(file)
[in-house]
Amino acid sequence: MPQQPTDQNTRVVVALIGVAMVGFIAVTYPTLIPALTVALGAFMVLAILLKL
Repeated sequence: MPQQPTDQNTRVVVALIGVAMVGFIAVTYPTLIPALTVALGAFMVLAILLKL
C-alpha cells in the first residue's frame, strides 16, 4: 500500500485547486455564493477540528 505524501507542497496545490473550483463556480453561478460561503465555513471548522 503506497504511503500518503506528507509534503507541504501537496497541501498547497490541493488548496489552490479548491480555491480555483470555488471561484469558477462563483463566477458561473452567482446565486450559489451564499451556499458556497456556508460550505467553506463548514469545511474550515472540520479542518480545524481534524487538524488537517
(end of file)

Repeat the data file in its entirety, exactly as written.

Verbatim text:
[in-house]
Amino acid sequence: MPQQPTDQNTRVVVALIGVAMVGFIAVTYPTLIPALTVALGAFMVLAILLKL
Repeated sequence: MPQQPTDQNTRVVVALIGVAMVGFIAVTYPTLIPALTVALGAFMVLAILLKL
C-alpha cells in the first residue's frame, strides 16, 4: 500500500485547486455564493477540528 505524501507542497496545490473550483463556480453561478460561503465555513471548522 503506497504511503500518503506528507509534503507541504501537496497541501498547497490541493488548496489552490479548491480555491480555483470555488471561484469558477462563483463566477458561473452567482446565486450559489451564499451556499458556497456556508460550505467553506463548514469545511474550515472540520479542518480545524481534524487538524488537517